As more Washington residents submit their ballots ahead of the Nov. 8 deadline, KREM 2 looked into the process behind verifying signatures on the envelopes.

After residents drop their ballot in the mail or a ballot box, it is sent to the Spokane County Elections Office where it joins thousands and thousands of others just like it. In fact, the Spokane office is anticipating upwards of 100,000 submitted ballots on Nov. 7-8. A good number will show up in less than pristine condition, with everything from tears to coffee stains. Most are not enough of a problem to potentially stop a vote from being counted, but there's one non-negotiable that can result in a problem: the signature.

Spokane County Auditory Vicky Dalton says matching the signature on the ballot envelope to the one of the voter is a key identification step, verifying the he or she filled out the ballot, is a citizen, and is qualified to vote.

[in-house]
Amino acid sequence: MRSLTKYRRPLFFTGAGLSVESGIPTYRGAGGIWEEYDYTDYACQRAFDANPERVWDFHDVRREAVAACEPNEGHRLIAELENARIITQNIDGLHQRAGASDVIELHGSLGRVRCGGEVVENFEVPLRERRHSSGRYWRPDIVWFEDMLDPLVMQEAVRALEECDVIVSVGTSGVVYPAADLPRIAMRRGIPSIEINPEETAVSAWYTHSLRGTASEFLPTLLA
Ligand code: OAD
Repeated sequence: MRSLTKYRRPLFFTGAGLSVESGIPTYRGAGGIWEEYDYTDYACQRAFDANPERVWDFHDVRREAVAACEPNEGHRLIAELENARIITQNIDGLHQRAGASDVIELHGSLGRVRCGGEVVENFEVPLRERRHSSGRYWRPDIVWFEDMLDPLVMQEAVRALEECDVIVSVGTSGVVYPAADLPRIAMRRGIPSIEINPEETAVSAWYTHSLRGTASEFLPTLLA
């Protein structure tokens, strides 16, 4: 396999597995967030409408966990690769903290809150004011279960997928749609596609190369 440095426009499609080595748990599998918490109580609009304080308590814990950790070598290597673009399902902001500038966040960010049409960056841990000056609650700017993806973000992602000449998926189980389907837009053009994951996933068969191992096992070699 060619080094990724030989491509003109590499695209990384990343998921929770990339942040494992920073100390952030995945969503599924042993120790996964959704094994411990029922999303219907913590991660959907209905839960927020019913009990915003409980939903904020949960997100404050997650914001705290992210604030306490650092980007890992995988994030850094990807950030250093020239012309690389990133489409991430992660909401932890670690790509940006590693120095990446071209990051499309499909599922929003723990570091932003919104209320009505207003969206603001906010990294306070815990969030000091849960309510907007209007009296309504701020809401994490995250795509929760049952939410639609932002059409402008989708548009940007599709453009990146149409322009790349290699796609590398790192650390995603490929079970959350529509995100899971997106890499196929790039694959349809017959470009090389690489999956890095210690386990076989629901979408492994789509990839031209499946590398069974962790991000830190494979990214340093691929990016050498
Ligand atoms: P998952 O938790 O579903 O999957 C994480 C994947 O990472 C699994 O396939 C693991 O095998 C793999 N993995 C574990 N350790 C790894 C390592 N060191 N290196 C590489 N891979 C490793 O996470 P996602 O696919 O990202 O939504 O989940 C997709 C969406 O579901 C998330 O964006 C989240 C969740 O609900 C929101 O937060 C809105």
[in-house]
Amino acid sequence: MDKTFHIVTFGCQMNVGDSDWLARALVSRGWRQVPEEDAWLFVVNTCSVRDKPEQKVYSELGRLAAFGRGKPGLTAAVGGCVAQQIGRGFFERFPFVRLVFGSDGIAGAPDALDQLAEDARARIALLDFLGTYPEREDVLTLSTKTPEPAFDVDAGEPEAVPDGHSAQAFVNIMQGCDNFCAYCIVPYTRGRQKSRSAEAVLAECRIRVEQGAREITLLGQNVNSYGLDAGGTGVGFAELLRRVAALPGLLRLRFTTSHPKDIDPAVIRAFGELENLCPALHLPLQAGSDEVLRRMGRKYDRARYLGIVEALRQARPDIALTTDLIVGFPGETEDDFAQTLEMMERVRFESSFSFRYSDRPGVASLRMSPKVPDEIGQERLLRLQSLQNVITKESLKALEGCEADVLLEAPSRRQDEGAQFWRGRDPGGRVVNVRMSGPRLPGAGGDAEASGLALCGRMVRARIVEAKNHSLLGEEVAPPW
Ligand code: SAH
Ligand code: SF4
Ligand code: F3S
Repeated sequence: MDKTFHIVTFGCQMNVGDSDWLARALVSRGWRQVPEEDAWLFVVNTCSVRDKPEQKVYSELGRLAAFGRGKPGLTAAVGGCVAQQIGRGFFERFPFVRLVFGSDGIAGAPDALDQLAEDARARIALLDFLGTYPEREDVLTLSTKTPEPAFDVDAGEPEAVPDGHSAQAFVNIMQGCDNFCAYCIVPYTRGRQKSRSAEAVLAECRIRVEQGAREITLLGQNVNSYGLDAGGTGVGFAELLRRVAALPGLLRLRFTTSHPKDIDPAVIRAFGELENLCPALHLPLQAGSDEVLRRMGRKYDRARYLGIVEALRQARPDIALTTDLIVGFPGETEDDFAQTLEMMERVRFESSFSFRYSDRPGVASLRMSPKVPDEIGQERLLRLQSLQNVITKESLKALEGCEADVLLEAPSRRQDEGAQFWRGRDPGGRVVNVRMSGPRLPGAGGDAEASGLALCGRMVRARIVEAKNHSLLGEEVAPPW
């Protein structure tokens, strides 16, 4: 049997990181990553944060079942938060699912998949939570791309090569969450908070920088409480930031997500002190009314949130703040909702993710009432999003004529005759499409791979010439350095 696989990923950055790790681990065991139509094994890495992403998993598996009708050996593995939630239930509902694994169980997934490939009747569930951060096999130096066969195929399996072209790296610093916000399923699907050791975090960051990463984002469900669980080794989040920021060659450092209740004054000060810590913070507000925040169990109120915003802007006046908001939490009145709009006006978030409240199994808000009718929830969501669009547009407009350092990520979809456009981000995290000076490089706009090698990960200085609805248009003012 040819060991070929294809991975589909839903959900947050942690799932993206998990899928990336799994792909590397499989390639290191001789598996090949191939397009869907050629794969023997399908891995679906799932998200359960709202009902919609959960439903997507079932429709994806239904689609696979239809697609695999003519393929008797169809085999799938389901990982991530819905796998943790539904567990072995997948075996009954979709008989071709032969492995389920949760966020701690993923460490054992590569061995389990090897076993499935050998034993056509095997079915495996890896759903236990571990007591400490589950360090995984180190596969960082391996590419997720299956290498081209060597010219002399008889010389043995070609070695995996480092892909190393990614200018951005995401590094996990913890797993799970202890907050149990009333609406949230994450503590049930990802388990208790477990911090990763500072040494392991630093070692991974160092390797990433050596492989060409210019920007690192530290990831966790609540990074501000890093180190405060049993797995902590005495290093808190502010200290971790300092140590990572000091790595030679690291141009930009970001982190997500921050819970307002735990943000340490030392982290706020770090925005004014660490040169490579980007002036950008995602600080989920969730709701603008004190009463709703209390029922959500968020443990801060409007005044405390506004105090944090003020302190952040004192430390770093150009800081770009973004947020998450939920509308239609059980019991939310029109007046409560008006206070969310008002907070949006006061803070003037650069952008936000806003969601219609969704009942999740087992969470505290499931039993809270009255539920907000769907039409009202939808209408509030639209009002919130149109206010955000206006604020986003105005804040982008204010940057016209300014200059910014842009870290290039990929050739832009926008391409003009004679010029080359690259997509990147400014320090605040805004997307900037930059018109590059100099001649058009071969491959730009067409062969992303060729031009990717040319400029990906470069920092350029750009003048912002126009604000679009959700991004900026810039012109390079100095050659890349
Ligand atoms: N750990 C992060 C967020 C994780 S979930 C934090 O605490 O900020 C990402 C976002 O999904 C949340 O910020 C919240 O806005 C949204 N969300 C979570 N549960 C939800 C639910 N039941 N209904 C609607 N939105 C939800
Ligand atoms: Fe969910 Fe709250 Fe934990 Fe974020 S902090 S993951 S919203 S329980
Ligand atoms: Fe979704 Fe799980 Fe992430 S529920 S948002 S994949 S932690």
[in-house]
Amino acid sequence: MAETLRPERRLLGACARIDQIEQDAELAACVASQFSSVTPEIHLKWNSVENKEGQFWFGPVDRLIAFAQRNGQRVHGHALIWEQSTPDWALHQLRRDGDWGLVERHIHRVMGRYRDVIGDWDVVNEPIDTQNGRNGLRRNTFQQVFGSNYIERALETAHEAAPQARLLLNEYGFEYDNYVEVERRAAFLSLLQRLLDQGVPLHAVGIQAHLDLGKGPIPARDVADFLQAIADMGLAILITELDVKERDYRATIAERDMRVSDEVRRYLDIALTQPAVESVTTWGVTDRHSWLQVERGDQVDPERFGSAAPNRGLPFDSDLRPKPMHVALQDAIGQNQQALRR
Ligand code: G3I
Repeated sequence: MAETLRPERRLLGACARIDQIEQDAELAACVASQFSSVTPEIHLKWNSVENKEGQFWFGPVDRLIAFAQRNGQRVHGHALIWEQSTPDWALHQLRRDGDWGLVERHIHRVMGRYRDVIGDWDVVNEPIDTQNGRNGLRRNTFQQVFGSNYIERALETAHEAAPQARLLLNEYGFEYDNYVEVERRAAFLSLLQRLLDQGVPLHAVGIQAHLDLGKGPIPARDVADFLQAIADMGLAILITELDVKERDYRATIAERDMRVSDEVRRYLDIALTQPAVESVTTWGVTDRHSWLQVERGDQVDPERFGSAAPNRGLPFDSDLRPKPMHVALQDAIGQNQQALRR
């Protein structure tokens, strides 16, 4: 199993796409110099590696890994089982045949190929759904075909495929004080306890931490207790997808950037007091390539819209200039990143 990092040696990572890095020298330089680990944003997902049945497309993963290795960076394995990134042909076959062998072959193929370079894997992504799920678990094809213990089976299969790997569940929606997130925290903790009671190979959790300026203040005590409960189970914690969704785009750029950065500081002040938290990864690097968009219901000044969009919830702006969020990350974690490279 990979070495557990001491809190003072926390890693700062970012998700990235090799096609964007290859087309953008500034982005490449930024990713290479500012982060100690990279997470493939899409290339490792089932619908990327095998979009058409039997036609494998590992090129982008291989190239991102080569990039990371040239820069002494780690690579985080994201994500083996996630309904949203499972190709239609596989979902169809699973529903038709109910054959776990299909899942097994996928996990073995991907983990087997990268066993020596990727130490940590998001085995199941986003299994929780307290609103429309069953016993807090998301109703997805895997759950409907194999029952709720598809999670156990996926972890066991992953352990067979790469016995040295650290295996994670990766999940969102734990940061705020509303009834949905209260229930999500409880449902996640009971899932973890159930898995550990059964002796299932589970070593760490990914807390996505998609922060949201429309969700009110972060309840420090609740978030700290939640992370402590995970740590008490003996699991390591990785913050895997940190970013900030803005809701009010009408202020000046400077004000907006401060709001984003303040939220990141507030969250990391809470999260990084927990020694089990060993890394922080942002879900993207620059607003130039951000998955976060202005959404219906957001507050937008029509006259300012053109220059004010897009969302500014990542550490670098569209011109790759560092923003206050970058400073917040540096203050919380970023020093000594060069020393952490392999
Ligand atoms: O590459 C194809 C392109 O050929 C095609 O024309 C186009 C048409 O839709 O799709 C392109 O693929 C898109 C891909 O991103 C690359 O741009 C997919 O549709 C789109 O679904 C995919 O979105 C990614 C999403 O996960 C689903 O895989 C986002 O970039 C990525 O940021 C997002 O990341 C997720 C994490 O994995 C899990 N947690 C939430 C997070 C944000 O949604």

"They do not need to be a perfect match," Dalton explained. "We're looking for things like speed, slope, and a variety of characteristics."

A group of election office employees look to match those signature characteristics with a screenshot of the voter's signature from registration. This is why an envelope left blank, or one accidentally signed by a spouse, will be rejected.

Dalton says they will get as many as 3 percent of ballots with some sort of signature problem. The issues can be rectified, but here is what you need to know: if you get a call or a letter from the elections office, answer it. That is how they get will reach you to sort out the problem, ensuring your vote is still counted.